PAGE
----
Ever wonder why there are parking lots in Seattle where the cars sit catawampus to each other (the ground underneath is a former tidal swamp), or why the train tracks make a broad sweep instead of going straight (the tracks were laid before the lowering of Lake Washington)?
The answers are contained in author David Williams’ fascinating new book, Too High and Too Steep: reshaping Seattle’s Topography. David was inspired to write this book out of his own curiosity about the many natural and unnatural features of Seattle’s topography. His book encourages us to explore Seattle with more probing eyes and to learn how Seattle’s founders have helped to shape the city’s landscape.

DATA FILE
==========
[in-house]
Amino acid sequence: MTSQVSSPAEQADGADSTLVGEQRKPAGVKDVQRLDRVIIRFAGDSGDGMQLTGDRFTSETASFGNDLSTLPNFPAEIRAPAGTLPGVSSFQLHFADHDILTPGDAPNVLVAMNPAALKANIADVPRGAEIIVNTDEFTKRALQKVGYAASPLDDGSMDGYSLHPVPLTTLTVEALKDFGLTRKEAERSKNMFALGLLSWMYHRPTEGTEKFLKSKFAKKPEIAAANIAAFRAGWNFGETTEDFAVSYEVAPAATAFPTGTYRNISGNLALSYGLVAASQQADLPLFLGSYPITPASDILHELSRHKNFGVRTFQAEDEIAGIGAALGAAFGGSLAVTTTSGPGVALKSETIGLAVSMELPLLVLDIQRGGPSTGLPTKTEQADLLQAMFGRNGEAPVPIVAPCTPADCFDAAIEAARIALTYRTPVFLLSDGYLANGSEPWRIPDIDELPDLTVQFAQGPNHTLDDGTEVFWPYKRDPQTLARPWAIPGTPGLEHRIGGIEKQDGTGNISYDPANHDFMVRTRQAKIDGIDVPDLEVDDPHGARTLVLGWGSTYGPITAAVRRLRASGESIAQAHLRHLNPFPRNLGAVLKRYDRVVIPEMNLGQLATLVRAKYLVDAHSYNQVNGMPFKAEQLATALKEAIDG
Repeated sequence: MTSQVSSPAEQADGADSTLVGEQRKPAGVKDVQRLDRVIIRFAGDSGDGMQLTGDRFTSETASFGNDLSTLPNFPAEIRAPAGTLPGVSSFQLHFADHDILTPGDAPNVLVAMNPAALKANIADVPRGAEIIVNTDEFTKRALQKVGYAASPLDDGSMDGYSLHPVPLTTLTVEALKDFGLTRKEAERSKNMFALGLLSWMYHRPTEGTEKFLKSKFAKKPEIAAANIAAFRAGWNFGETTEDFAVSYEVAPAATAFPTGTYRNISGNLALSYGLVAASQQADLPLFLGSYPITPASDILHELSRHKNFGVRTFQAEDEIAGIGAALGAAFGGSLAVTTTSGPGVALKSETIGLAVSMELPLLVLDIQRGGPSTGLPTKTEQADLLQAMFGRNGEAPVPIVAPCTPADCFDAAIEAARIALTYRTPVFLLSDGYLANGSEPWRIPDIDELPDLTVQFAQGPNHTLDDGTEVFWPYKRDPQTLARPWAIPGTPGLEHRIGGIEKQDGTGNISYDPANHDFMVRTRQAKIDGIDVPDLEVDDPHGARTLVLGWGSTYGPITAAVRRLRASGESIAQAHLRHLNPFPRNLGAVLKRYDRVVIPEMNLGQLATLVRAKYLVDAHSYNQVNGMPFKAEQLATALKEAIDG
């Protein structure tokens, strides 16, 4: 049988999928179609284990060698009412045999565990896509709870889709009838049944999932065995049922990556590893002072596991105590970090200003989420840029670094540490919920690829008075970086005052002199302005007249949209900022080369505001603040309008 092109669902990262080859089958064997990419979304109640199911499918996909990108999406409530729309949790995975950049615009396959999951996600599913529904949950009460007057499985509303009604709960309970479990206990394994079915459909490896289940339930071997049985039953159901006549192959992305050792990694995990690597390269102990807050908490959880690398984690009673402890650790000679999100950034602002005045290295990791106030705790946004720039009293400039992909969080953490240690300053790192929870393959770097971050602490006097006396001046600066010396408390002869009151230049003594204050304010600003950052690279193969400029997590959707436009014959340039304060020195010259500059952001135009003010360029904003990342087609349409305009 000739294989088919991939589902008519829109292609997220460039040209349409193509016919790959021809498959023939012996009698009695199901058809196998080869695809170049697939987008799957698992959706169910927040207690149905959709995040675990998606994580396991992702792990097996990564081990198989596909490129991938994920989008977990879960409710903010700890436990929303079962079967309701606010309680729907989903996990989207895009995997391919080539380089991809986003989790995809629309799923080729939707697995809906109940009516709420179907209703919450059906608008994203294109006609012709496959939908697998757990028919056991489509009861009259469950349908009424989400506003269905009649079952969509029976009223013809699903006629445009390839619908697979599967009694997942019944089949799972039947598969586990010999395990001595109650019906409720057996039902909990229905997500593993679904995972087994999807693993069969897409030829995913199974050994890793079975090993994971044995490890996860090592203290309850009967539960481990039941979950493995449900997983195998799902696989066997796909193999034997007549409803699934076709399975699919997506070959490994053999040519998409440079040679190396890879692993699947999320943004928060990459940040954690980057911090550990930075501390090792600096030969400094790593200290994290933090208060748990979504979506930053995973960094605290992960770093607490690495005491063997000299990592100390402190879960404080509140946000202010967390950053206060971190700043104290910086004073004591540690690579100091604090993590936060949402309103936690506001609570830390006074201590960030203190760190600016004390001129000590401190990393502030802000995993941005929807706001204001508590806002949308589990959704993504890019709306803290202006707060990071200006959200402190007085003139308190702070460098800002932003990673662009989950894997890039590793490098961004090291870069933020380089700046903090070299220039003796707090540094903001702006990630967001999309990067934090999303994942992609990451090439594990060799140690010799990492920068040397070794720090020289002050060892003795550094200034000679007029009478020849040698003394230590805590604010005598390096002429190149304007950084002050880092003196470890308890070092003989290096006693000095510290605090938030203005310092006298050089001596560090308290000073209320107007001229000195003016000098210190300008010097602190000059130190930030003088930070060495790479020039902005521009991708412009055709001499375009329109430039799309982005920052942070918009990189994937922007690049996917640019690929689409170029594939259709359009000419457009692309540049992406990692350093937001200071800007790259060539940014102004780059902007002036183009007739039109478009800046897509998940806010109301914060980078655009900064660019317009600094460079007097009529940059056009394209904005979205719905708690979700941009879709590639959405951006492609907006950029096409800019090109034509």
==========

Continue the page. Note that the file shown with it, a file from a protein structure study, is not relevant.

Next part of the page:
At 3pm on November 15 at Eagle Harbor Books, David will show slides of many of the maps and photos in his book depicting how Seattle used to look prior to the major topographical reshaping of the city that occurred in the early years of its development. He’ll also discuss the surprising engineering projects – both monumental and minuscule – that have shaped the Seattle we all know today.
Be sure to join David Williams at Eagle Harbor bookstore on Winslow Way on November 15th at 3 pm for a fascinating view into Seattle’s topographical history.
Credits: BCB host and audio tech Channie Peters; publishers Chris and Diane Walker.